SCORE had already announced that the Baja 500 race was being moved to August but got reprimanded by the city because they said they had not authorized that.
The plan was to have a no-spectators race in August, but the city government was afraid of fans and visitors’ agglomerations which could spark a sudden rise in COVID-19 cases.
This, along with the cancellation of the wine parties, will be a hard blow for the local tourist industry which were looking forward to these events in order to keep their businesses afloat during this tough pandemic.
Baja popped up in the Trump-AMLO meeting. According to the multinational company Sempra Energy, their $2 billion USD investment planned to expand operations on the “Energia Costa Azul” project was one of the main topics discussed by the two presidents.
The investment will be applied in a project to store, transport, liquify and distribute natural gas that would come from the USA and would be exported to several countries via Ensenada.
The complete project is expected to generate about 30,000 jobs, and bring much needed prosperity to both sides of the border.
Baja Congresswoman under fire. Montserrat Caballero, State Congresswoman from the Morena party, has been under heavy criticism this last week when she was caught drinking a can of Tecate Light beer while on a virtual congress session.
Rosarito closes beaches on weekends, again. Just a couple of days after the city had decided to reopen beaches for sports activities every day from 6:00 am to 10:00 am, city officials decided to completely close access to the beach on weekends.
The decision came after several beaches got packed with families that were clearly not there to participate in any sporting events.
The city said that they didn’t have enough personnel to monitor the beaches constantly while open, so they decided to close them on the weekends.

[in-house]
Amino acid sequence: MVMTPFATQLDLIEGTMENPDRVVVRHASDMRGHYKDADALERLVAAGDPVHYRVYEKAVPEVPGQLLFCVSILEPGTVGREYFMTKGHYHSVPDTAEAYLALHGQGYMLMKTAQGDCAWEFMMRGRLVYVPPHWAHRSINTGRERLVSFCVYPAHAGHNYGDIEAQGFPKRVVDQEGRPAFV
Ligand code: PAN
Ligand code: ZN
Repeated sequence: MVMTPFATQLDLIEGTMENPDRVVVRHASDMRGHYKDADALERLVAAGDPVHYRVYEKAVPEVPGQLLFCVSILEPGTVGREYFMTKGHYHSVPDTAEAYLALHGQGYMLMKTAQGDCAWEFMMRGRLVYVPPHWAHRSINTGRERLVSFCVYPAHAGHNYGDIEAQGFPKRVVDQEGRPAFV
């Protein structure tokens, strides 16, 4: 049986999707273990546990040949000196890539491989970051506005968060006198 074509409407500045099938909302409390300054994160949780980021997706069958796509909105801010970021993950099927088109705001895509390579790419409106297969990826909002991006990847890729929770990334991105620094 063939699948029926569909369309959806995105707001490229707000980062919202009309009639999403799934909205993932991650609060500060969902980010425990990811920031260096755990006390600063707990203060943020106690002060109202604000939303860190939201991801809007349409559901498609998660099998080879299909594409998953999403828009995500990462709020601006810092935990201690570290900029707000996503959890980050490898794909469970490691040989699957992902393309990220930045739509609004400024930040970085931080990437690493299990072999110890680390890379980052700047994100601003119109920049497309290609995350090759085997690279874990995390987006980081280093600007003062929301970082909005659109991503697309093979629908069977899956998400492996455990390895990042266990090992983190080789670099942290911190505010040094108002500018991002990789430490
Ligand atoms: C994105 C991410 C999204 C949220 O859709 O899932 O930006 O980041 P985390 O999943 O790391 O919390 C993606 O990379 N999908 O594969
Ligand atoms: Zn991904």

Sharp Healthcare offers FREE webinar. Dr. Andres Smith, global patient services medical Director at Sharp Chula Vista and President of Cruz Roja Tijuana, is offering a free online one-hour webinar this coming Wednesday, July 29 starting at 10:00 am.
Dr. Smith will discuss COVID-19 updates for the U.S. and Mexico, including current border status, what to do if exposed or have a positive COVID-19 result, and what to expect when seeking medical care.
For information or to register for the webinar contact Minerva Santos at (858)-499-4962 or email her at [email protected]
When Mexico declared a “public health emergency” in March, all non-essential activities were suspended through May. Then June. Now, perhaps through the summer, in many areas. Many of our local restaurants, places of business, gewgaw dealers, beauticians, etc. are still closed. Sadder still is that many of these establishments may never reopen.
Many of you, myself included, are still hesitant to return to normal – or “new normal,” to resume shopping, travel, and dining out.
There are many ways, however, that you can help keep our local economy alive:
Shop locally. Decrease the number of your cross-border shopping forays, and accept the local varieties of goods and servicers that we often substitute by patronizing Costco, Walmart, Home Depot and other American invasions to our culturally diverse enterprises.
If you are not yet ready to brave the elements and dine out, or prefer preparing your own meals, you can always “pay it forward.” Consider purchasing coupons or gift certificates at your favorite local eateries. This will help to ensure that they will still be around when you are finally ready to de-quarantine yourself.
If possible, keep your home workers employed. If you feel uncomfortable having non-family coming into the home, consider donating to those you employed prior to March.
You can also create “care packages” of food, clothing, educational supplies or other useful items to orphanages or food kitchens.
You can also offer “propinas” to people whose services you normally take advantage of when not in quarantine, like stylists and manicurists.
Always reach out to friends and family. Your weekly poker and game days may have been temporarily suspended, but stay in contact via phone, text, email, or even a Zoom gathering (these have been becoming more and more popular to keep people connected without exposing each other to unnecessary danger).
Many of us are in one or more of the high-risk categories, so it’s best to be prudent rather than reckless when it comes to our health and the health of those loved ones around us.
IMPORTANT NOTICE: Due to the Coronavirus contingency, this issue was not printed and is only available online!